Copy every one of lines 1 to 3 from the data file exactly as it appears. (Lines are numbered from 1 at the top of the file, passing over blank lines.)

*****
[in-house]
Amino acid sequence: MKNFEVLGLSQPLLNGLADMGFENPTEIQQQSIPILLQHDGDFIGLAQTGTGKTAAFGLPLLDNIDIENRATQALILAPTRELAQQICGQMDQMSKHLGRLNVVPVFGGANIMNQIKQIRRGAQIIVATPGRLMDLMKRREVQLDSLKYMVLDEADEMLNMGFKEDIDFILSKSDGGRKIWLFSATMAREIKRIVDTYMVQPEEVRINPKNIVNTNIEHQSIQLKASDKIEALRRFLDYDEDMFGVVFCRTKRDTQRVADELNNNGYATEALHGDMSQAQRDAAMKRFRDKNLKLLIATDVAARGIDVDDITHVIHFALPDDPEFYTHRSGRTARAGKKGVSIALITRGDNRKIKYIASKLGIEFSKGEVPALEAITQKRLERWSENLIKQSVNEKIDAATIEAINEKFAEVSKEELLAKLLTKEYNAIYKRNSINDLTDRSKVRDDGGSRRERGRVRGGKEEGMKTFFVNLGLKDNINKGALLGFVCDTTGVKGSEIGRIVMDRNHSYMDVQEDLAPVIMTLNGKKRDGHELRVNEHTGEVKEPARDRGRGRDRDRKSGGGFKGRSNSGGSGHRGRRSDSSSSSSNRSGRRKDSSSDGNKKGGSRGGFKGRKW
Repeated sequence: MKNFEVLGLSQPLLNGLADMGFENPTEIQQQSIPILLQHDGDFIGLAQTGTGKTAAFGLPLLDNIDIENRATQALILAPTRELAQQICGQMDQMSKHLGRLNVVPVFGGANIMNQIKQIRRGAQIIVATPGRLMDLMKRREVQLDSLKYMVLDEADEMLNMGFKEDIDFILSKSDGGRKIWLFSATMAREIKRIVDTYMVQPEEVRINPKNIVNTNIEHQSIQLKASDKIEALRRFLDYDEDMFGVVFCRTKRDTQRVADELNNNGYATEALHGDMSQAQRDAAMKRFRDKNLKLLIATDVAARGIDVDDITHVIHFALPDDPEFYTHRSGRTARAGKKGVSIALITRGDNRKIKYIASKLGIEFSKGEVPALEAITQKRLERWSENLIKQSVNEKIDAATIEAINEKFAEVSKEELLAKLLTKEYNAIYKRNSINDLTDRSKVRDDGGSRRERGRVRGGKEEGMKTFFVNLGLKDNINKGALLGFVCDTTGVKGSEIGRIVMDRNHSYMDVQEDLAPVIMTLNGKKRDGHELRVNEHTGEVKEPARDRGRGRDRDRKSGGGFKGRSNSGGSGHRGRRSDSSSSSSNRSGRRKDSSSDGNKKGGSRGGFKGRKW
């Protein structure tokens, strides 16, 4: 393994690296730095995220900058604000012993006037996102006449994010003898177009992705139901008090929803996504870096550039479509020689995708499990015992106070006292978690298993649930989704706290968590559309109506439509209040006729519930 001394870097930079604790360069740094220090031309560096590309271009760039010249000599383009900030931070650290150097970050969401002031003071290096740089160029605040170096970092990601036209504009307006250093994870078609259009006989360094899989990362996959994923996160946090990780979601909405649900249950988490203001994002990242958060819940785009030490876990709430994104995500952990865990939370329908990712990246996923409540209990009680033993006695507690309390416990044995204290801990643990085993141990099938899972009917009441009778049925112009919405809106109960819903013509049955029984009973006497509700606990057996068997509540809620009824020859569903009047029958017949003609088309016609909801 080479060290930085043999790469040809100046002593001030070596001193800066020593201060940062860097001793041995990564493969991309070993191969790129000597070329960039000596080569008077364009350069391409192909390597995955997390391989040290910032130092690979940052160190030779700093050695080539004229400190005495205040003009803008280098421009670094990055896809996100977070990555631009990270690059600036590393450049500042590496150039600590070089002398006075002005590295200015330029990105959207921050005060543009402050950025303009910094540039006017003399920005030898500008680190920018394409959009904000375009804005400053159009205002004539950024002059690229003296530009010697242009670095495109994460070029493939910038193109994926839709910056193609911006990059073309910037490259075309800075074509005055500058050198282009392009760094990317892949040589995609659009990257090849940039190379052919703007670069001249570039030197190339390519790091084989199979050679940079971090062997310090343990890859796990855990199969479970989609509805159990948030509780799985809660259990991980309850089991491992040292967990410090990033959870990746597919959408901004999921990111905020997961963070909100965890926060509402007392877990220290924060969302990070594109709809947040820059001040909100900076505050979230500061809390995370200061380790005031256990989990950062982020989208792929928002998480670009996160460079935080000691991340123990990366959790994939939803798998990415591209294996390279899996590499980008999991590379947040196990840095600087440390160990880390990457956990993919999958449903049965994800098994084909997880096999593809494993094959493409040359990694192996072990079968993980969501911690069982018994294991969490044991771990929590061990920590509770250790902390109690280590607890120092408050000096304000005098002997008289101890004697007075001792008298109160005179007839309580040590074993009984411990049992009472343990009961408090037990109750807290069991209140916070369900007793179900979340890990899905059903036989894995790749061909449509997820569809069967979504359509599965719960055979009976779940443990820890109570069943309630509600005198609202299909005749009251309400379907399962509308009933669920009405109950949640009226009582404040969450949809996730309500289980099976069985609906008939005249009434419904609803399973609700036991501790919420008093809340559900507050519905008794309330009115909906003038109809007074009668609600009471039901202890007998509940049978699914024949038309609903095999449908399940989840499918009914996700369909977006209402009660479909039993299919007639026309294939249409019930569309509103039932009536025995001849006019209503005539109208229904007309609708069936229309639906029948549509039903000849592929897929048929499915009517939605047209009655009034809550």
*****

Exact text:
[in-house]
Amino acid sequence: MKNFEVLGLSQPLLNGLADMGFENPTEIQQQSIPILLQHDGDFIGLAQTGTGKTAAFGLPLLDNIDIENRATQALILAPTRELAQQICGQMDQMSKHLGRLNVVPVFGGANIMNQIKQIRRGAQIIVATPGRLMDLMKRREVQLDSLKYMVLDEADEMLNMGFKEDIDFILSKSDGGRKIWLFSATMAREIKRIVDTYMVQPEEVRINPKNIVNTNIEHQSIQLKASDKIEALRRFLDYDEDMFGVVFCRTKRDTQRVADELNNNGYATEALHGDMSQAQRDAAMKRFRDKNLKLLIATDVAARGIDVDDITHVIHFALPDDPEFYTHRSGRTARAGKKGVSIALITRGDNRKIKYIASKLGIEFSKGEVPALEAITQKRLERWSENLIKQSVNEKIDAATIEAINEKFAEVSKEELLAKLLTKEYNAIYKRNSINDLTDRSKVRDDGGSRRERGRVRGGKEEGMKTFFVNLGLKDNINKGALLGFVCDTTGVKGSEIGRIVMDRNHSYMDVQEDLAPVIMTLNGKKRDGHELRVNEHTGEVKEPARDRGRGRDRDRKSGGGFKGRSNSGGSGHRGRRSDSSSSSSNRSGRRKDSSSDGNKKGGSRGGFKGRKW
Repeated sequence: MKNFEVLGLSQPLLNGLADMGFENPTEIQQQSIPILLQHDGDFIGLAQTGTGKTAAFGLPLLDNIDIENRATQALILAPTRELAQQICGQMDQMSKHLGRLNVVPVFGGANIMNQIKQIRRGAQIIVATPGRLMDLMKRREVQLDSLKYMVLDEADEMLNMGFKEDIDFILSKSDGGRKIWLFSATMAREIKRIVDTYMVQPEEVRINPKNIVNTNIEHQSIQLKASDKIEALRRFLDYDEDMFGVVFCRTKRDTQRVADELNNNGYATEALHGDMSQAQRDAAMKRFRDKNLKLLIATDVAARGIDVDDITHVIHFALPDDPEFYTHRSGRTARAGKKGVSIALITRGDNRKIKYIASKLGIEFSKGEVPALEAITQKRLERWSENLIKQSVNEKIDAATIEAINEKFAEVSKEELLAKLLTKEYNAIYKRNSINDLTDRSKVRDDGGSRRERGRVRGGKEEGMKTFFVNLGLKDNINKGALLGFVCDTTGVKGSEIGRIVMDRNHSYMDVQEDLAPVIMTLNGKKRDGHELRVNEHTGEVKEPARDRGRGRDRDRKSGGGFKGRSNSGGSGHRGRRSDSSSSSSNRSGRRKDSSSDGNKKGGSRGGFKGRKW